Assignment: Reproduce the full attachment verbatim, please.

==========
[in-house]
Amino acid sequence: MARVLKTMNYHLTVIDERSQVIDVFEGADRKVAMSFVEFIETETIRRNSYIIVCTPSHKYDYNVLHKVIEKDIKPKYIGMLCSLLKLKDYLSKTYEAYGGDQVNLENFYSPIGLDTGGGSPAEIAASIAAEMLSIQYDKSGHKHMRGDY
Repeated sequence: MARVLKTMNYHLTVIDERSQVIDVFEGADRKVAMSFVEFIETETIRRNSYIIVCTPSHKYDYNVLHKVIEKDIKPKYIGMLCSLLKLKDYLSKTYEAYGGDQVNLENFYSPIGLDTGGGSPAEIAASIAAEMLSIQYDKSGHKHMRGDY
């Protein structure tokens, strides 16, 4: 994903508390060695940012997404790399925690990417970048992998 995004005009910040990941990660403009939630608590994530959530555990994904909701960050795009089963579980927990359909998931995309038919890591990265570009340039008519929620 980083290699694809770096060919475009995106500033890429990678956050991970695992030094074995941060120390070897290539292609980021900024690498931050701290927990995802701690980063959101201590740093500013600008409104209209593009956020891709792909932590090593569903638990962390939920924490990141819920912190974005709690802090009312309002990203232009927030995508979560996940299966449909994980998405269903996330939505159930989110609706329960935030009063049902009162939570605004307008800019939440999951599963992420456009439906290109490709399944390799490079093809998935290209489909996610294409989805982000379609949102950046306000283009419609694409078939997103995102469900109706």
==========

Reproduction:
[in-house]
Amino acid sequence: MARVLKTMNYHLTVIDERSQVIDVFEGADRKVAMSFVEFIETETIRRNSYIIVCTPSHKYDYNVLHKVIEKDIKPKYIGMLCSLLKLKDYLSKTYEAYGGDQVNLENFYSPIGLDTGGGSPAEIAASIAAEMLSIQYDKSGHKHMRGDY
Repeated sequence: MARVLKTMNYHLTVIDERSQVIDVFEGADRKVAMSFVEFIETETIRRNSYIIVCTPSHKYDYNVLHKVIEKDIKPKYIGMLCSLLKLKDYLSKTYEAYGGDQVNLENFYSPIGLDTGGGSPAEIAASIAAEMLSIQYDKSGHKHMRGDY
């Protein structure tokens, strides 16, 4: 994903508390060695940012997404790399925690990417970048992998 995004005009910040990941990660403009939630608590994530959530555990994904909701960050795009089963579980927990359909998931995309038919890591990265570009340039008519929620 980083290699694809770096060919475009995106500033890429990678956050991970695992030094074995941060120390070897290539292609980021900024690498931050701290927990995802701690980063959101201590740093500013600008409104209209593009956020891709792909932590090593569903638990962390939920924490990141819920912190974005709690802090009312309002990203232009927030995508979560996940299966449909994980998405269903996330939505159930989110609706329960935030009063049902009162939570605004307008800019939440999951599963992420456009439906290109490709399944390799490079093809998935290209489909996610294409989805982000379609949102950046306000283009419609694409078939997103995102469900109706």